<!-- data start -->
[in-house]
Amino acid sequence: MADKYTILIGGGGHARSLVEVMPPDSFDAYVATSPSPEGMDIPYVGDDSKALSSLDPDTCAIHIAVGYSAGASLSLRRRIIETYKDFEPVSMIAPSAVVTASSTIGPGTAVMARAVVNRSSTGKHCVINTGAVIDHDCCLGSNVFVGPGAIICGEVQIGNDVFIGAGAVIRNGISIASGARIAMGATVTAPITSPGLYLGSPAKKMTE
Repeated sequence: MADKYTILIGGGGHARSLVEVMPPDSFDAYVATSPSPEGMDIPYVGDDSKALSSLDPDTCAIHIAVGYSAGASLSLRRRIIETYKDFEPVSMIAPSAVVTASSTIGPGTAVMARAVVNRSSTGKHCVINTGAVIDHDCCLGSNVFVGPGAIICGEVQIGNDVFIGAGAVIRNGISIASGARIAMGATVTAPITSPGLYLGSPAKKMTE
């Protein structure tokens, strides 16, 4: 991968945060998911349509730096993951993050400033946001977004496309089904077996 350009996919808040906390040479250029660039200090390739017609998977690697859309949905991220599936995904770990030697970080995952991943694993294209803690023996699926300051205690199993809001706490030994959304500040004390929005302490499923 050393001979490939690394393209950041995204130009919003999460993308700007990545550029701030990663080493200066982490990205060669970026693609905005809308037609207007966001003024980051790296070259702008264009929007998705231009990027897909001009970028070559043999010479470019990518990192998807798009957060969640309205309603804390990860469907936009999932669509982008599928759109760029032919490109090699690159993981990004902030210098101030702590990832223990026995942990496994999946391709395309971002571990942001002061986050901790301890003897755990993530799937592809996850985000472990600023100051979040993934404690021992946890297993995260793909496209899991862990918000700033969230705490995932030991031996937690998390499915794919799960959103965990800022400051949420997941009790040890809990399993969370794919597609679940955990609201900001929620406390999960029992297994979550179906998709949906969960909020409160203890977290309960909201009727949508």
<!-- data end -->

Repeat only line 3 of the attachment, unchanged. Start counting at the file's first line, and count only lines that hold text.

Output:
Repeated sequence: MADKYTILIGGGGHARSLVEVMPPDSFDAYVATSPSPEGMDIPYVGDDSKALSSLDPDTCAIHIAVGYSAGASLSLRRRIIETYKDFEPVSMIAPSAVVTASSTIGPGTAVMARAVVNRSSTGKHCVINTGAVIDHDCCLGSNVFVGPGAIICGEVQIGNDVFIGAGAVIRNGISIASGARIAMGATVTAPITSPGLYLGSPAKKMTE